Confessions of an English Opium-Eater-logo

Confessions of an English Opium-Eater

Thomas De Quincey

“Thou hast the keys of Paradise, O just, subtle, and mighty Opium!” Though apparently presenting the reader with a collage of poignant memories, temporal digressions and random anecdotes, the Confessions is a work of immense sophistication and certainly one of the most impressive and influential of all autobiographies. The work is of great appeal to the contemporary reader, displaying a nervous (postmodern?) self-awareness, a spiralling obsession with the enigmas of its own composition and significance. De Quincey may be said to scrutinise his life, somewhat feverishly, in an effort to fix his own identity. The title seems to promise a graphic exposure of horrors; these passages do not make up a large part of the whole. The circumstances of its hasty composition sets up the work as a lucrative piece of sensational journalism, albeit published in a more intellectually respectable organ – the London Magazine – than are today’s tawdry exercises in tabloid self-exposure. What makes the book technically remarkable is its use of a majestic neoclassical style applied to a very romantic species of confessional writing - self-reflexive but always reaching out to the Reader. (Summary by Martin Geeson)

“Thou hast the keys of Paradise, O just, subtle, and mighty Opium!” Though apparently presenting the reader with a collage of poignant memories, temporal digressions and random anecdotes, the Confessions is a work of immense sophistication and certainly one of the most impressive and influential of all autobiographies. The work is of great appeal to the contemporary reader, displaying a nervous (postmodern?) self-awareness, a spiralling obsession with the enigmas of its own composition and significance. De Quincey may be said to scrutinise his life, somewhat feverishly, in an effort to fix his own identity. The title seems to promise a graphic exposure of horrors; these passages do not make up a large part of the whole. The circumstances of its hasty composition sets up the work as a lucrative piece of sensational journalism, albeit published in a more intellectually respectable organ – the London Magazine – than are today’s tawdry exercises in tabloid self-exposure. What makes the book technically remarkable is its use of a majestic neoclassical style applied to a very romantic species of confessional writing - self-reflexive but always reaching out to the Reader. (Summary by Martin Geeson)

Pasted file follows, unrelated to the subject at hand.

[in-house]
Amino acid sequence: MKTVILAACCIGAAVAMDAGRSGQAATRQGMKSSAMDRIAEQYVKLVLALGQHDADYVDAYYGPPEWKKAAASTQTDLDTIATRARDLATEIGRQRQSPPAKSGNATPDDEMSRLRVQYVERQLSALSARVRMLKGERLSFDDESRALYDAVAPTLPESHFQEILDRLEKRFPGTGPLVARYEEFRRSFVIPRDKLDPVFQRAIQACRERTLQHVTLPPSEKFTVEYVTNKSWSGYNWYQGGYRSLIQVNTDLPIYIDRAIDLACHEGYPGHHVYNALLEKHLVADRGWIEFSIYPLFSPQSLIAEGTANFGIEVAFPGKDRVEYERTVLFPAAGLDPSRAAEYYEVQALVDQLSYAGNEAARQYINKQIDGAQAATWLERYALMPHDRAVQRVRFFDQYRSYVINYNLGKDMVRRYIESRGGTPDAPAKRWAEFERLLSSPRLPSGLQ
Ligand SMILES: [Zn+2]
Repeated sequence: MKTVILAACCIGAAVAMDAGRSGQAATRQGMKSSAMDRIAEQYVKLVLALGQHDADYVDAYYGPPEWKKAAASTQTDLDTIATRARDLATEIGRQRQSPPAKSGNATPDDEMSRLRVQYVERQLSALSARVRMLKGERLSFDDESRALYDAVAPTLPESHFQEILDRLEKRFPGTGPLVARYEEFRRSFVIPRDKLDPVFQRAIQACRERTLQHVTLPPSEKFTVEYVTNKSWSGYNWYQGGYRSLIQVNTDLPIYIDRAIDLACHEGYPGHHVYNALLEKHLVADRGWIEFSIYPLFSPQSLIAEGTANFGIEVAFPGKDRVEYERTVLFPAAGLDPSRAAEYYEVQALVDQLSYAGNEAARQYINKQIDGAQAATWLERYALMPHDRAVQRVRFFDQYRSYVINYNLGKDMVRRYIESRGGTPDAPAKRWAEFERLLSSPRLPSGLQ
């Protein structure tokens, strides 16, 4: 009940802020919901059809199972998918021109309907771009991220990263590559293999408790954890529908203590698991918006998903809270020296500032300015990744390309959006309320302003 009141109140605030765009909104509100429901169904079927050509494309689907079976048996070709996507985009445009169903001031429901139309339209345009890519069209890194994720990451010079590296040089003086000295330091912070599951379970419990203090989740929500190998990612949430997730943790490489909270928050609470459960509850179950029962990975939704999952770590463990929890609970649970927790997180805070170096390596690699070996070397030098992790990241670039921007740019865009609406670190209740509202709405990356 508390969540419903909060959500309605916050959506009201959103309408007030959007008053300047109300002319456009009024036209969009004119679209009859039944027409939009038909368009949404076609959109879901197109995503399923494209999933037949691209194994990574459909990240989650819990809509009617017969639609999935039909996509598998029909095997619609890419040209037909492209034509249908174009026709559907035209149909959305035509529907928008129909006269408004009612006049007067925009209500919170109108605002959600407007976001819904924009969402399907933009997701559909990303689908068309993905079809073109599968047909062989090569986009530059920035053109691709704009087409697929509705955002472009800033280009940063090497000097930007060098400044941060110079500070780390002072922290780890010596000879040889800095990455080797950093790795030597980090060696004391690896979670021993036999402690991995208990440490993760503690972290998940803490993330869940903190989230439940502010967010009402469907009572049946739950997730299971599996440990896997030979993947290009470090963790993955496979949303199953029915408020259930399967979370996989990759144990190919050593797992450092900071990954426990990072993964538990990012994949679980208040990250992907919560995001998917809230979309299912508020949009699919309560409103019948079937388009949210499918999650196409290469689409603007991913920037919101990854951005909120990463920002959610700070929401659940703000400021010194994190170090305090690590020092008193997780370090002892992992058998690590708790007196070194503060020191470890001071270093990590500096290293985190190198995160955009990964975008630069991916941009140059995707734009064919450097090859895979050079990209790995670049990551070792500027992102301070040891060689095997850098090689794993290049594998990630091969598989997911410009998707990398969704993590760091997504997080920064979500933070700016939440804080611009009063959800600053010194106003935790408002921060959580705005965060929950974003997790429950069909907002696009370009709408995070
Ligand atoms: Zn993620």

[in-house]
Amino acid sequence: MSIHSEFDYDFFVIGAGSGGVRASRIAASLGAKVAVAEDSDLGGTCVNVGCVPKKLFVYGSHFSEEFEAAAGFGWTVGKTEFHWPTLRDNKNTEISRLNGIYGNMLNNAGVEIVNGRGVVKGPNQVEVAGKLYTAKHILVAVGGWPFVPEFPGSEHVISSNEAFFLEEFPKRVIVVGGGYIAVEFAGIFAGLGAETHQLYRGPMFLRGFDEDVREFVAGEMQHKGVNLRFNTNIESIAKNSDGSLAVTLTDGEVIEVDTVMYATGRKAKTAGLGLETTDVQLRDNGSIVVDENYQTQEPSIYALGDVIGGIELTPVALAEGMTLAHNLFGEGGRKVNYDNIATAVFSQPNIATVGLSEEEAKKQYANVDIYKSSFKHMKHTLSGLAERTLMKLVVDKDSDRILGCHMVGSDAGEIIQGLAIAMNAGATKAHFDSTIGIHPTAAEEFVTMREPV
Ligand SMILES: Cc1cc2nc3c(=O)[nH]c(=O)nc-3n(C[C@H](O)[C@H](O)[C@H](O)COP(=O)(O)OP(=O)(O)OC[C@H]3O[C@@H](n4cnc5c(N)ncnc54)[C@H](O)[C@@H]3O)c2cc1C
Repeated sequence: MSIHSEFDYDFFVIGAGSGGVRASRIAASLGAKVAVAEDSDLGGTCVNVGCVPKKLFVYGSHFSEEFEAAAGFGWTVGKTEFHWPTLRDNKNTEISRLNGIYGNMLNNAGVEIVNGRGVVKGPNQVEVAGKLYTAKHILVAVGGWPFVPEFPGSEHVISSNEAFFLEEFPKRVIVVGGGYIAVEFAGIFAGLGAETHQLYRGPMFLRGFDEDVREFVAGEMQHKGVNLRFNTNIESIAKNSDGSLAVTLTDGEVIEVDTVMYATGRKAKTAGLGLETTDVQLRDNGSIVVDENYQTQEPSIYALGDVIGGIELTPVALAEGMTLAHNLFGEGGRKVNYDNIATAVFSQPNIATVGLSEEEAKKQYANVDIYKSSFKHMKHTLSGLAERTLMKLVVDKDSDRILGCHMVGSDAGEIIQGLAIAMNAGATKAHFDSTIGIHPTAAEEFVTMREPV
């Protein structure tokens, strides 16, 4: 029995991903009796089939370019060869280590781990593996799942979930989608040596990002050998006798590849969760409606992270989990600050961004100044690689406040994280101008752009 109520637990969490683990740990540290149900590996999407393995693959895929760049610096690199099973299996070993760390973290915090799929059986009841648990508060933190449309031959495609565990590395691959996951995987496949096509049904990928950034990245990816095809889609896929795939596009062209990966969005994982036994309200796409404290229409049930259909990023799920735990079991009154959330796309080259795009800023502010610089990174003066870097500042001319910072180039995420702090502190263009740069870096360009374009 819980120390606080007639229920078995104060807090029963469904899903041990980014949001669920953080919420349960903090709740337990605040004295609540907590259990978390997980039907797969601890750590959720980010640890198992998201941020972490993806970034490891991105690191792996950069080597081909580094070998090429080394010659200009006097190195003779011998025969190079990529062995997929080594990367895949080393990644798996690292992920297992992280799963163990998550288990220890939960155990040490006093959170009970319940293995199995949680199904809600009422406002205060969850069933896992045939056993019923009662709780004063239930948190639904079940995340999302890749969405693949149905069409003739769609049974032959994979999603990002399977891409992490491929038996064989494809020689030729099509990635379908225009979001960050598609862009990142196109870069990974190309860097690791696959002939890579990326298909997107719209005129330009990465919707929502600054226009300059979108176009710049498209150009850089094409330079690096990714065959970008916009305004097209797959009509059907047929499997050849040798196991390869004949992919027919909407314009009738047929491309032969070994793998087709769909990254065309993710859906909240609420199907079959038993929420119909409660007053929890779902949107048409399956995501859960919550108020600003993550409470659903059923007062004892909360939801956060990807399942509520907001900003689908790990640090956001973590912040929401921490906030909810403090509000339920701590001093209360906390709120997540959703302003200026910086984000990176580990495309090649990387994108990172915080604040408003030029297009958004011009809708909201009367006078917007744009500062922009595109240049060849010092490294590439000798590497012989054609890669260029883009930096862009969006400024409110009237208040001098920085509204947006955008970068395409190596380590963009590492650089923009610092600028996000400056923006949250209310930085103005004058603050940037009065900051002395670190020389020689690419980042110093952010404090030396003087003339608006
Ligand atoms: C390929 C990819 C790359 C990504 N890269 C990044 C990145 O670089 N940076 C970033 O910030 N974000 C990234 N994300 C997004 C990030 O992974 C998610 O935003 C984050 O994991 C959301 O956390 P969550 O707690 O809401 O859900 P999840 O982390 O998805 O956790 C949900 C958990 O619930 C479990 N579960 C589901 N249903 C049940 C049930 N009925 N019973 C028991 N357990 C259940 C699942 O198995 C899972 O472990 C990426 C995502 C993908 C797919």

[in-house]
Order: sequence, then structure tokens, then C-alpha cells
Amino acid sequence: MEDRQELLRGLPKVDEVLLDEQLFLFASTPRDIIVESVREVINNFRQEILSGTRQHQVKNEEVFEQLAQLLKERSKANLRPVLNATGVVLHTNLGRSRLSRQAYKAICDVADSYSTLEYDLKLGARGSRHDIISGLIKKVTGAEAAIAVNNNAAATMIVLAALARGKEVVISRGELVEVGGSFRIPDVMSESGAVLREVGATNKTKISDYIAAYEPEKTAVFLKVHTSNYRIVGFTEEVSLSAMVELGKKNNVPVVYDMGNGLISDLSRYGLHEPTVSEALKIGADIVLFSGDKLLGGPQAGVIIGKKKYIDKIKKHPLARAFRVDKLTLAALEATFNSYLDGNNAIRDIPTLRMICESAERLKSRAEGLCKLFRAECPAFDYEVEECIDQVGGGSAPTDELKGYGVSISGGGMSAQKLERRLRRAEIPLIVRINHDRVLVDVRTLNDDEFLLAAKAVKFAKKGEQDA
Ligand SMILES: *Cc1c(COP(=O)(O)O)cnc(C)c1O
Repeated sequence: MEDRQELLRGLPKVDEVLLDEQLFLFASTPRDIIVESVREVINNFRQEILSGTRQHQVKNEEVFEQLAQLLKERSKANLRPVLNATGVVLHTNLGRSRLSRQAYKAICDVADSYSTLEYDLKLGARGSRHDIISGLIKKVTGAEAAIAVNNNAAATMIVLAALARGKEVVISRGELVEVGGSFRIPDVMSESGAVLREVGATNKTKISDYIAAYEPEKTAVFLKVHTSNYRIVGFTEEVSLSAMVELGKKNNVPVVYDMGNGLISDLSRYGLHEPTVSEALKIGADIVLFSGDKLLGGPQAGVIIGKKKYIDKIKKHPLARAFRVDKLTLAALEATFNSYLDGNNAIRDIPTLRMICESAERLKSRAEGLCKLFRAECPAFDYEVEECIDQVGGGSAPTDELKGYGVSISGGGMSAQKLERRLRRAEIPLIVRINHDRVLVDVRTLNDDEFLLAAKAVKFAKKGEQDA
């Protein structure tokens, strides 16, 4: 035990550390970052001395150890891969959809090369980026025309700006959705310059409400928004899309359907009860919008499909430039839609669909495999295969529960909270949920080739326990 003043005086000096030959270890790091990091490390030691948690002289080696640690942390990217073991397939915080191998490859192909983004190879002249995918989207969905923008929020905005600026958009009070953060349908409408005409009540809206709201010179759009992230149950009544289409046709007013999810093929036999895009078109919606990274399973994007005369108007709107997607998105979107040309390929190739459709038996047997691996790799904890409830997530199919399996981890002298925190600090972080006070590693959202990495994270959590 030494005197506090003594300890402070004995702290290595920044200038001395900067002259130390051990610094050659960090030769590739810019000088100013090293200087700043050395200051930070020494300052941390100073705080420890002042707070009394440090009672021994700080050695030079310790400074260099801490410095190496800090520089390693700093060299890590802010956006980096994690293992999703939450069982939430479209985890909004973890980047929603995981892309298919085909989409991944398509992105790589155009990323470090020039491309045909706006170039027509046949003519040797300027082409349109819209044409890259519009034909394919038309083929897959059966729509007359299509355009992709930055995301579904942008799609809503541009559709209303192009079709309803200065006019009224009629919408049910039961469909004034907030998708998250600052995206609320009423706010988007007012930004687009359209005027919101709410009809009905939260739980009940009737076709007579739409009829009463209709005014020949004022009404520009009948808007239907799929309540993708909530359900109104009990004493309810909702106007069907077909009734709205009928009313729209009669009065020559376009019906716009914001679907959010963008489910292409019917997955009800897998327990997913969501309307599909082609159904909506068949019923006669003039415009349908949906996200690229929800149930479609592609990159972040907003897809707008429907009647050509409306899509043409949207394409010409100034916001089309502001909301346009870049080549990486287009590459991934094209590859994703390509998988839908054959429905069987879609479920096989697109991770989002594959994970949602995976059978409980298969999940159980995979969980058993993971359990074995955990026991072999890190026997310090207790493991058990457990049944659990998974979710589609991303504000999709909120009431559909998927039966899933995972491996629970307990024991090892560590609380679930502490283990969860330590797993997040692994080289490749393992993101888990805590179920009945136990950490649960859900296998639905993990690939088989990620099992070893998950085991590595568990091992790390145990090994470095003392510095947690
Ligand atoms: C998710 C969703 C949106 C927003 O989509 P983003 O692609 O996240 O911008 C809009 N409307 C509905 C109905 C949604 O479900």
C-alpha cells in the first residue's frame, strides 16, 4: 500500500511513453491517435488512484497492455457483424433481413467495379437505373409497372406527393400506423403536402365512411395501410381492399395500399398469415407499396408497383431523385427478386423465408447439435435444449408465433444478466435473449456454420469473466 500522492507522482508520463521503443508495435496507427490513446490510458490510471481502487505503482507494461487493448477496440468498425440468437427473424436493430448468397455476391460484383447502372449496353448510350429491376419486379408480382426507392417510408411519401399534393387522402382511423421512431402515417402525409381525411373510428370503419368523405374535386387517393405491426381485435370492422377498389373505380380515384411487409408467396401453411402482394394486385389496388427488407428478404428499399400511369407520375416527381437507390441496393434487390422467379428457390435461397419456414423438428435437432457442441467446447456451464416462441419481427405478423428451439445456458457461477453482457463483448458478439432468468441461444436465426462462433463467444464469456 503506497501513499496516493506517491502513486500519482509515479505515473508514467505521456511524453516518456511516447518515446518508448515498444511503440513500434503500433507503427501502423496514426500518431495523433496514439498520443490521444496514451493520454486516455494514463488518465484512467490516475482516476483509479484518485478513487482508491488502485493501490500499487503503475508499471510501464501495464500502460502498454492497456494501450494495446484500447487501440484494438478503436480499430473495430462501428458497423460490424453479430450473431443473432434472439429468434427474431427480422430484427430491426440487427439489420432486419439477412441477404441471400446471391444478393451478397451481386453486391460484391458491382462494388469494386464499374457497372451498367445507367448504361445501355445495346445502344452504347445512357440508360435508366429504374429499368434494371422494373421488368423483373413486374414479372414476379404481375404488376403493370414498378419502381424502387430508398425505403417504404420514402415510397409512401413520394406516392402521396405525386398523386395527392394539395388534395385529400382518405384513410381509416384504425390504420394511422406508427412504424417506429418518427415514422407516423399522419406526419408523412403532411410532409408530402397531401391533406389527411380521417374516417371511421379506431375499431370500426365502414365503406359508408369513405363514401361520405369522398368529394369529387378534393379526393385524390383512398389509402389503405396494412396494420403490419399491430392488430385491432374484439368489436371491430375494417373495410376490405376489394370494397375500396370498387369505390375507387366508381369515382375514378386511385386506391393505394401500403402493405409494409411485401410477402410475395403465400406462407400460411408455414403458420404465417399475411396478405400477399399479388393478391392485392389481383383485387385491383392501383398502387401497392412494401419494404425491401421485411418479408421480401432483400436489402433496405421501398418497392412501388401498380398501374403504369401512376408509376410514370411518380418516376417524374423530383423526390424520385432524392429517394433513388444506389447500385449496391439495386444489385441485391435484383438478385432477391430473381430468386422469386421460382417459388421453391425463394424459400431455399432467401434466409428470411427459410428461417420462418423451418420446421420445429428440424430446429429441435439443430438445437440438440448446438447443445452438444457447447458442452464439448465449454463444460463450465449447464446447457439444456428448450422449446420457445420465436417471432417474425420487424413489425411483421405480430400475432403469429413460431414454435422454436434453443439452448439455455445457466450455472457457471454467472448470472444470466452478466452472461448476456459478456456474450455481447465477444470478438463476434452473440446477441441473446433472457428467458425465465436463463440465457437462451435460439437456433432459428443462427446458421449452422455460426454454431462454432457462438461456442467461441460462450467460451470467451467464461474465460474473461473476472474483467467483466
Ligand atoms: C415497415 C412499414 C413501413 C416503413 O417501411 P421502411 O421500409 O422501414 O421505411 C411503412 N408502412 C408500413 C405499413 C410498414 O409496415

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Description:

“Thou hast the keys of Paradise, O just, subtle, and mighty Opium!” Though apparently presenting the reader with a collage of poignant memories, temporal digressions and random anecdotes, the Confessions is a work of immense sophistication and certainly one of the most impressive and influential of all autobiographies. The work is of great appeal to the contemporary reader, displaying a nervous (postmodern?) self-awareness, a spiralling obsession with the enigmas of its own composition and significance. De Quincey may be said to scrutinise his life, somewhat feverishly, in an effort to fix his own identity. The title seems to promise a graphic exposure of horrors; these passages do not make up a large part of the whole. The circumstances of its hasty composition sets up the work as a lucrative piece of sensational journalism, albeit published in a more intellectually respectable organ – the London Magazine – than are today’s tawdry exercises in tabloid self-exposure. What makes the book technically remarkable is its use of a majestic neoclassical style applied to a very romantic species of confessional writing - self-reflexive but always reaching out to the Reader. (Summary by Martin Geeson)

Language:

English

Narrators:

LibriVox Community

Length:

5h 22m


Chapters

Chapter 1
Chapter 1

12:56


Chapter 2
Chapter 2

20:50


Chapter 3
Chapter 3

21:06


Chapter 4
Chapter 4

27:21


Chapter 5
Chapter 5

22:36


Chapter 6
Chapter 6

16:05


Chapter 7
Chapter 7

19:44


Chapter 8
Chapter 8

15:31


Chapter 9
Chapter 9

20:36


Chapter 10
Chapter 10

18:04


Chapter 11
Chapter 11

26:39


Chapter 12
Chapter 12

17:31


Chapter 13
Chapter 13

15:48


Chapter 14
Chapter 14

17:38


Chapter 15
Chapter 15

20:30


Chapter 16
Chapter 16

29:05